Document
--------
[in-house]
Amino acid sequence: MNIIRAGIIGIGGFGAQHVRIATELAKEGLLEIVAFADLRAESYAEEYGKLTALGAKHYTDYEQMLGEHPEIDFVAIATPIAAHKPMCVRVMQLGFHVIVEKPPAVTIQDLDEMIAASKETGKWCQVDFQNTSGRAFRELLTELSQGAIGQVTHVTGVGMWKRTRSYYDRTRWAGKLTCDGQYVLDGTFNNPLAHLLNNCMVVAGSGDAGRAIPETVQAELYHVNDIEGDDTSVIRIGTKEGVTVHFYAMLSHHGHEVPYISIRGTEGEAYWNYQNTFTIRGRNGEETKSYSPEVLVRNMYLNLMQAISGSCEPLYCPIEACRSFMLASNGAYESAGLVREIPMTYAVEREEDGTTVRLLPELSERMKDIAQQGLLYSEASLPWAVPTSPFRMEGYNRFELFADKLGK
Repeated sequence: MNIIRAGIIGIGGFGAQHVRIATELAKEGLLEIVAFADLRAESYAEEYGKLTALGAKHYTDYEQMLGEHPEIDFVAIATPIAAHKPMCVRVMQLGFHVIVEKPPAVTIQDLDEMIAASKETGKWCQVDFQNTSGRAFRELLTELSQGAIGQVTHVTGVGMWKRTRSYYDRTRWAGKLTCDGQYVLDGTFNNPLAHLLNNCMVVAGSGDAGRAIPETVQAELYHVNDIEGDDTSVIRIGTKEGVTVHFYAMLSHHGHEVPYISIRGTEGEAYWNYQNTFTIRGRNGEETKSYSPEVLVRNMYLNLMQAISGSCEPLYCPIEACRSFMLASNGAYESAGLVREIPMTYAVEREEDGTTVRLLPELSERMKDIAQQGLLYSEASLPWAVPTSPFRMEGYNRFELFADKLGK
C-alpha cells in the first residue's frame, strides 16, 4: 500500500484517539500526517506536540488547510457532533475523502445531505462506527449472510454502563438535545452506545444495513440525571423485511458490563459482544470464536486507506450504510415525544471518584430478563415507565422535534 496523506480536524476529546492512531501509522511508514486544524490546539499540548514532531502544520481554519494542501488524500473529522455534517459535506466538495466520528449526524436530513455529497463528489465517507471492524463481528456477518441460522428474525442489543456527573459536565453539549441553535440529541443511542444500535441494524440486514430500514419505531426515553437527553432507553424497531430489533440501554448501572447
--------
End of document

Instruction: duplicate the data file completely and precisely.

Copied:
[in-house]
Amino acid sequence: MNIIRAGIIGIGGFGAQHVRIATELAKEGLLEIVAFADLRAESYAEEYGKLTALGAKHYTDYEQMLGEHPEIDFVAIATPIAAHKPMCVRVMQLGFHVIVEKPPAVTIQDLDEMIAASKETGKWCQVDFQNTSGRAFRELLTELSQGAIGQVTHVTGVGMWKRTRSYYDRTRWAGKLTCDGQYVLDGTFNNPLAHLLNNCMVVAGSGDAGRAIPETVQAELYHVNDIEGDDTSVIRIGTKEGVTVHFYAMLSHHGHEVPYISIRGTEGEAYWNYQNTFTIRGRNGEETKSYSPEVLVRNMYLNLMQAISGSCEPLYCPIEACRSFMLASNGAYESAGLVREIPMTYAVEREEDGTTVRLLPELSERMKDIAQQGLLYSEASLPWAVPTSPFRMEGYNRFELFADKLGK
Repeated sequence: MNIIRAGIIGIGGFGAQHVRIATELAKEGLLEIVAFADLRAESYAEEYGKLTALGAKHYTDYEQMLGEHPEIDFVAIATPIAAHKPMCVRVMQLGFHVIVEKPPAVTIQDLDEMIAASKETGKWCQVDFQNTSGRAFRELLTELSQGAIGQVTHVTGVGMWKRTRSYYDRTRWAGKLTCDGQYVLDGTFNNPLAHLLNNCMVVAGSGDAGRAIPETVQAELYHVNDIEGDDTSVIRIGTKEGVTVHFYAMLSHHGHEVPYISIRGTEGEAYWNYQNTFTIRGRNGEETKSYSPEVLVRNMYLNLMQAISGSCEPLYCPIEACRSFMLASNGAYESAGLVREIPMTYAVEREEDGTTVRLLPELSERMKDIAQQGLLYSEASLPWAVPTSPFRMEGYNRFELFADKLGK
C-alpha cells in the first residue's frame, strides 16, 4: 500500500484517539500526517506536540488547510457532533475523502445531505462506527449472510454502563438535545452506545444495513440525571423485511458490563459482544470464536486507506450504510415525544471518584430478563415507565422535534 496523506480536524476529546492512531501509522511508514486544524490546539499540548514532531502544520481554519494542501488524500473529522455534517459535506466538495466520528449526524436530513455529497463528489465517507471492524463481528456477518441460522428474525442489543456527573459536565453539549441553535440529541443511542444500535441494524440486514430500514419505531426515553437527553432507553424497531430489533440501554448501572447